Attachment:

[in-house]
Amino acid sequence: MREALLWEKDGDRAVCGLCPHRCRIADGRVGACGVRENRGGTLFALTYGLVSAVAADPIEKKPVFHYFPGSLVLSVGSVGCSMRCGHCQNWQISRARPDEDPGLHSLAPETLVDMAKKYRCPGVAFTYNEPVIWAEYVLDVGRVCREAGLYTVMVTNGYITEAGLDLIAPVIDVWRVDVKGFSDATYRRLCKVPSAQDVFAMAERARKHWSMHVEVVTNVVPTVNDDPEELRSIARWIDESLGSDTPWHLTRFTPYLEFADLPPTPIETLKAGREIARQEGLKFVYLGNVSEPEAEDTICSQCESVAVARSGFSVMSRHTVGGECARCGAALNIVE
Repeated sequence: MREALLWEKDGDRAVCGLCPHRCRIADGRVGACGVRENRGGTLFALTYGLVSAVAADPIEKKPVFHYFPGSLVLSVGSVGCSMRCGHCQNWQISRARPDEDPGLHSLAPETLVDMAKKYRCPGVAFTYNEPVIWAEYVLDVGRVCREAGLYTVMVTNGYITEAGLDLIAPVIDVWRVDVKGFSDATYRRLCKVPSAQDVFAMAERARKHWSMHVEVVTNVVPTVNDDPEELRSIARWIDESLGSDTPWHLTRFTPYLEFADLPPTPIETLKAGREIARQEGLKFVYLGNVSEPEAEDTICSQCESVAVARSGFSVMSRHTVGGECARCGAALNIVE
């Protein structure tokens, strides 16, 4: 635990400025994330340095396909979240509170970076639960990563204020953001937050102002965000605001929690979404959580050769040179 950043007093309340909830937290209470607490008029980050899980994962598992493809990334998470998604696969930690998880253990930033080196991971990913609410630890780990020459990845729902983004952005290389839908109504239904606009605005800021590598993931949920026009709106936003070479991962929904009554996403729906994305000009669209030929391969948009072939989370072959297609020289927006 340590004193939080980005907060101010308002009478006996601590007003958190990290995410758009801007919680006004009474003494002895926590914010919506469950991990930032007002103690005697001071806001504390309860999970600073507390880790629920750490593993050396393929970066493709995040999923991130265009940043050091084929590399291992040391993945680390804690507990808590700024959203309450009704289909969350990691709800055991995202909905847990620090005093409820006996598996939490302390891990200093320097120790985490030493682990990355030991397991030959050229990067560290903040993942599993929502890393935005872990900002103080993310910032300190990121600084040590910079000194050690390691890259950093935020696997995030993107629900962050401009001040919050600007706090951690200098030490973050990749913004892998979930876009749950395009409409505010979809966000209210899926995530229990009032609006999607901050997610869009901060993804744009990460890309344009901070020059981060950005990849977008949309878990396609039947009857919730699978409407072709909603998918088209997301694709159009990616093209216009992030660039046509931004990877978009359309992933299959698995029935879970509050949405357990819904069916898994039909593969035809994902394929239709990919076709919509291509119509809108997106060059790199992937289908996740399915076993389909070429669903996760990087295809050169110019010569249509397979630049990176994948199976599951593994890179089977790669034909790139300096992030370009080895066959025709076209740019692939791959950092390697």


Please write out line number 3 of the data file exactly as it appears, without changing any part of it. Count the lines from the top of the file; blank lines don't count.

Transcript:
Repeated sequence: MREALLWEKDGDRAVCGLCPHRCRIADGRVGACGVRENRGGTLFALTYGLVSAVAADPIEKKPVFHYFPGSLVLSVGSVGCSMRCGHCQNWQISRARPDEDPGLHSLAPETLVDMAKKYRCPGVAFTYNEPVIWAEYVLDVGRVCREAGLYTVMVTNGYITEAGLDLIAPVIDVWRVDVKGFSDATYRRLCKVPSAQDVFAMAERARKHWSMHVEVVTNVVPTVNDDPEELRSIARWIDESLGSDTPWHLTRFTPYLEFADLPPTPIETLKAGREIARQEGLKFVYLGNVSEPEAEDTICSQCESVAVARSGFSVMSRHTVGGECARCGAALNIVE